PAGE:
capsule review

Asus Nova P22 Media PC

At a Glance
  • Asus Nova P22

    PCWorld Rating

    This media PC isn't especially media-friendly.

Asus's advertises its new $900 Nova P22 as a "multimedia computer"--a term I associate with 1992 and CD-ROM drives--and the PC does come with a remote control and Windows Vista with Windows Media Center. But it lacks many features that true Media Center PCs offer, and its small size leaves little space for upgrading its internal components.

The petite and attractive Nova P22 is about the size of a hardback novel, weighs 3.9 pounds, and comes in white with orange trim or in all black. A set of small, built-in speakers plays laptop-quality sound. Touch-sensitive buttons control the power and the DVD drive, but they may be too sensitive; I often found myself turning the PC off accidentally by brushing the power button. It did run very quietly, though.

The system's quiet operation helps it fit into a living room setting. Nearly all other Media Center PCs have TV tuners, and some have CableCard slots for receiving scrambled HDTV programming. But the Nova P22 lacks a tuner card and can't accommodate one except via external USB, which would increase its overall size. I couldn't find a way to get the cover off, but the PC is too small to accept an extra card anyway. It has only a DVI connector--no HDMI port--so if you want to connect it to a TV, you'll need a DVI-to-HDMI adapter. It does have an optical port for sending high-quality audio to a receiver, though.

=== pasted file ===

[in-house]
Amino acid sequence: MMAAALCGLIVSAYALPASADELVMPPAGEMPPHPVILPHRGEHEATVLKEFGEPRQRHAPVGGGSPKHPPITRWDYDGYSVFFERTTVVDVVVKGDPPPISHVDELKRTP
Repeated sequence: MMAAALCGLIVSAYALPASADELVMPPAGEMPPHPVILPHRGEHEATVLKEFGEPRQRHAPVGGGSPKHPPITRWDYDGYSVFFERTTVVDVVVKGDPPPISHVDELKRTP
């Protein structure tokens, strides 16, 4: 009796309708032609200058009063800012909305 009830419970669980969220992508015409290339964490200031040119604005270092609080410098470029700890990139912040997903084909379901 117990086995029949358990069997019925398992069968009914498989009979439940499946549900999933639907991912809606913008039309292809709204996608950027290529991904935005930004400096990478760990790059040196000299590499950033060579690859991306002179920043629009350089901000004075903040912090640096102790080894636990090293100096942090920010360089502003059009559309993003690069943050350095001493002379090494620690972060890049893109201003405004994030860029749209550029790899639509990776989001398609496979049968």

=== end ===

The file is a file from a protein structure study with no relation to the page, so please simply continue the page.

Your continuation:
The PC carries a 160GB hard drive--impressive for a laptop, but woefully inadequate for a media-centric PC. With its 1.86-GHz Core 2 Duo processor and 1GB of RAM, the Nova P22 managed a PC WorldBench 6 score of 66. But because it relies on integrated graphics--again, with no upgrade path--it's unsuitable for gaming. The system's integrated Wi-Fi-N and Bluetooth let you download movies and audio, and play media files hosted on other PCs around your house.

The Nova P22 comes without a monitor, mouse, or keyboard; the only standard input device is the mediocre white plastic Media Center remote, which, like most Media Center remotes, feels pretty cheap. You can connect your own keyboard, mouse, and other USB input devices, because the computer has four USB ports on the back. It also has a laptop-like docking connector to "allow future capabilities expansion," according to the thin manual.

The Nova P22 is a good-looking machine, and its size suits it for space-constrained settings. But for $900, you can get a far more capable, true Media Center PC, albeit bigger and less stylish.

To comment on this article and other PCWorld content, visit our Facebook page or our Twitter feed.
At a Glance
  • PCWorld Rating

    This media PC isn't especially media-friendly.

    Pros

    • Small and quiet
    • Very stylish

    Cons

    • No TV tuner, no HDMI port
    • Tiny hard drive, no expansion capabilities
Related:
Notice to our Readers
We're now using social media to take your comments and feedback. Learn more about this here.